One of the downsides to shelters is the the noise other people make. While other people snoring hasn't been too much of a problem for me so far, I was constantly awoken by the air mattress of the hiker sleeping next to me. His mattress made noise every time he moved, and he moved a lot. At one point, I couldn't tell if the noise was rain, or his mattress, it was so loud. As a result, I started off the day later (8 am) and with less sleep than I had intended. Not really what I needed on a day I'm attempting 24 miles.
The trail this morning started off with an easy but steep downhill, and then back up the next mountain over as the trail continued to follow the ridgeline it started following yesterday. For the most part, the trail was nice and smooth, though in a few areas, there were rocks to deal with.
Being up on the ridgeline provided cell service, and I left my phone off of airplane mode most of the day hoping to hear from Beast.
After crossing a road, a sign for the National Forest Wilderness admonished that the trail was "Closed to motor vehicles, motorized equipment, hang gliders, and bicycles".
I had no idea hang gliders were so problematic.
About five miles in, as I was on my first break, I heard from Beast, who was on the move and trying to catch up with me. Considering the long day I had planned, I considered this to be highly unlikely, but I told him where I was and where I was planning on going.
I lost cell service as the ridgeline gave way to a downhill, and the trail made its way down another steep but easy hill to the Jenkins Shelter (which, naturally, has been graffitied on its nameplate to read Leerooy Jenkins).
At the shelter, I had a larger lunch than usual (I added a whey bar with 360 calories and 20 grams of protein to my usual mix of a Clif bar and Snickers), and then took a 20 minute nap.
Initially feeling somewhat refreshed after the nap, I got moving for the next leg of my hike, but was feeling a bit off; I suspect the whey bar was the wrong thing to have in the middle of the day. (I drank way more water on the uphill from the shelter than I would have normally expected.)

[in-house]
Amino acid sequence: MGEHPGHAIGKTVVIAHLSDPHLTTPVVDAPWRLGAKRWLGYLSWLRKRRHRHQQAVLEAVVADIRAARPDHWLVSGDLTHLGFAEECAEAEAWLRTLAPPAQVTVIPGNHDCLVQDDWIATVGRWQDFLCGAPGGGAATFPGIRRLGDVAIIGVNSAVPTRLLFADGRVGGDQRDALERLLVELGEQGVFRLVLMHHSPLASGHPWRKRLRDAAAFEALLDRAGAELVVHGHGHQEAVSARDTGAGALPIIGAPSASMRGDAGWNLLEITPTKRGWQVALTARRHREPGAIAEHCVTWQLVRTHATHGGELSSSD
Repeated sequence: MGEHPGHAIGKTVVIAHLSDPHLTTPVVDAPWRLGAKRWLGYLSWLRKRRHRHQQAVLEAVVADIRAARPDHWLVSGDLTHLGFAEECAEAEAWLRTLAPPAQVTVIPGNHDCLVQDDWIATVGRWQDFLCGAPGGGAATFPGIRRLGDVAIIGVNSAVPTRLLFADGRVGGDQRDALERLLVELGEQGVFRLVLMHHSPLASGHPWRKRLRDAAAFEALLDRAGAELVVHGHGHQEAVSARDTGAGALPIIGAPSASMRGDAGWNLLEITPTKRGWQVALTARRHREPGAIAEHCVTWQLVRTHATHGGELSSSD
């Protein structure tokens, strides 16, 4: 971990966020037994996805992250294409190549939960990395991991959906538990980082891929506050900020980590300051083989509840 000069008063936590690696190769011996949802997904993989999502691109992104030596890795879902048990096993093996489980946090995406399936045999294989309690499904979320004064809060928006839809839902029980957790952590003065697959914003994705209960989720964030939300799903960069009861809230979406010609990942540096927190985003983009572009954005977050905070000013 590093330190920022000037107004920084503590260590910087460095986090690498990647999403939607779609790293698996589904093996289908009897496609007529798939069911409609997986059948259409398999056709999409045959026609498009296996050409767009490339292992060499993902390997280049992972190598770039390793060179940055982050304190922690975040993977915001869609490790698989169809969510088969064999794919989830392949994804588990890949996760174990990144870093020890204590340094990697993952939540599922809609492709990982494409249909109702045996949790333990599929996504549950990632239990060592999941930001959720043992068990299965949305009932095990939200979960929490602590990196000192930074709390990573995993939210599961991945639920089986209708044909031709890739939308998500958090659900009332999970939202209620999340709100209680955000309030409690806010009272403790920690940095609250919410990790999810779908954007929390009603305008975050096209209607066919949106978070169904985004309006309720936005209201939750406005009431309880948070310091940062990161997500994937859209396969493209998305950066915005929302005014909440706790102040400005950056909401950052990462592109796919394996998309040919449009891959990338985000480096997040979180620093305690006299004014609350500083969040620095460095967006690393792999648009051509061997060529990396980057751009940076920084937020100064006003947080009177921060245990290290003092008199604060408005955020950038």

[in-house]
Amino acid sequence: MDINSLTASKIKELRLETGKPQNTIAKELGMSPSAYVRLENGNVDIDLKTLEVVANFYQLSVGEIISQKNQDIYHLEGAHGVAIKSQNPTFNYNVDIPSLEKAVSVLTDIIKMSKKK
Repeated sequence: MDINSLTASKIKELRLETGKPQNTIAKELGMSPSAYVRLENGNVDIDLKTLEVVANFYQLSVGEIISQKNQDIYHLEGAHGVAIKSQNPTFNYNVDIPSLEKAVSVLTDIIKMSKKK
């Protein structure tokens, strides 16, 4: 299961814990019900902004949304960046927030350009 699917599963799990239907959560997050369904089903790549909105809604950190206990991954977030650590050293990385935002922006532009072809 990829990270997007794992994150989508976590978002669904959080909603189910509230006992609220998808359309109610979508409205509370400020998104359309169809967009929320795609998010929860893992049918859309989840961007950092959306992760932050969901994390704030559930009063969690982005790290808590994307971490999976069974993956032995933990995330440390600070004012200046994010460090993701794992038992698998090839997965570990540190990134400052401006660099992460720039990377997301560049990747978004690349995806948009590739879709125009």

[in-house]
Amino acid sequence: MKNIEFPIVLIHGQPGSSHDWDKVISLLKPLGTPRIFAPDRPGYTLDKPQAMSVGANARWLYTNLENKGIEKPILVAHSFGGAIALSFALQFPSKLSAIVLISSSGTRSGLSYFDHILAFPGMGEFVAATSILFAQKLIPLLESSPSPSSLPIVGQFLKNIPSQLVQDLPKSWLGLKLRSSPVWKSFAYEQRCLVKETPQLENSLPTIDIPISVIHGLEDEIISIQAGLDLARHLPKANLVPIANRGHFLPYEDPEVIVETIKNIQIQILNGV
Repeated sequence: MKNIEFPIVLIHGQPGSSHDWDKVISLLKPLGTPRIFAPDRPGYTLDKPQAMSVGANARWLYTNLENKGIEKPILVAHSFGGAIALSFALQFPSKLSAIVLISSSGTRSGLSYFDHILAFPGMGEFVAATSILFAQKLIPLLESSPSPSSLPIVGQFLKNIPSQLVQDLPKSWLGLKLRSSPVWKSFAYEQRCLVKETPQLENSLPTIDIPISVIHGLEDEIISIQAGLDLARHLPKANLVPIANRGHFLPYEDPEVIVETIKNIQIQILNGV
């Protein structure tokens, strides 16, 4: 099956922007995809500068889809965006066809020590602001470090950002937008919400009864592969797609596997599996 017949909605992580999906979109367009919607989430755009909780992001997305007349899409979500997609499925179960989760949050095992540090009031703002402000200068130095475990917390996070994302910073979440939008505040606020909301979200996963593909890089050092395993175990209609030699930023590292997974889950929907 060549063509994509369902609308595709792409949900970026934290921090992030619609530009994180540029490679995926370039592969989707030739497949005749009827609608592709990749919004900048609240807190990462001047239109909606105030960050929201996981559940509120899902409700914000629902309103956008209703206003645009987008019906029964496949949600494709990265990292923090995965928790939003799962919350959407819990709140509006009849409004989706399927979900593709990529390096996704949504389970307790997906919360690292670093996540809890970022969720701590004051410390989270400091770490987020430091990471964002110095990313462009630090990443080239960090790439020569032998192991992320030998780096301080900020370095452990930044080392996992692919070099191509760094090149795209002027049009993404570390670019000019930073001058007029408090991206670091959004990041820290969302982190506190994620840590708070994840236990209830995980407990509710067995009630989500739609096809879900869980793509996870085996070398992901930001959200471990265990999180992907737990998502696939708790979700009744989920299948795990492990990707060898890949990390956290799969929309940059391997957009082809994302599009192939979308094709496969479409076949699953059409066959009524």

After I got back up on the ridgeline, cell service resumed, and Beast said he was going to attempt to make it to the Laurel Creek campsites today. Because of my late start and sluggish after-lunch, I decided that I was going to stop there, for a 15.1 mile day.
The last segment of trail to the campsites was wonderful, a gentle downhill with a wide trail. It could easily have been a nature trail in any local park. The day finally concluded with the trail running across a footbridge over a wide and fast moving creek, before crossing a road back into the woods, with a large campsite area. (By the time I went into my tent to write this, there were at least 26 tents, and I think at least one or two more people arrived after that.)
Unfortunately, Beast did not make it here. Word is he's staying at the Jenkins shelter tonight.
While the shorter day did not deplete my snack supply as heavily as anticipated, I'm still down a breakfast and dinner, so I have to resupply either tomorrow or the day after. Where I am makes this somewhat more inconvenient than I intended. At this point, probably the best thing to do would be to try and get back to the original plan and push 25 miles to our intended resupply and camping spot tomorrow. So, this time, I'm actually going to sleep early, and will try and be gone at 7.
If you're one of the several people who has expressed interest in hiking with me in Shenandoah, the park is 280 miles ahead, and about 100 miles long. This means I should probably get there in roughly 20 days, and it will probably take about a week to hike through the park.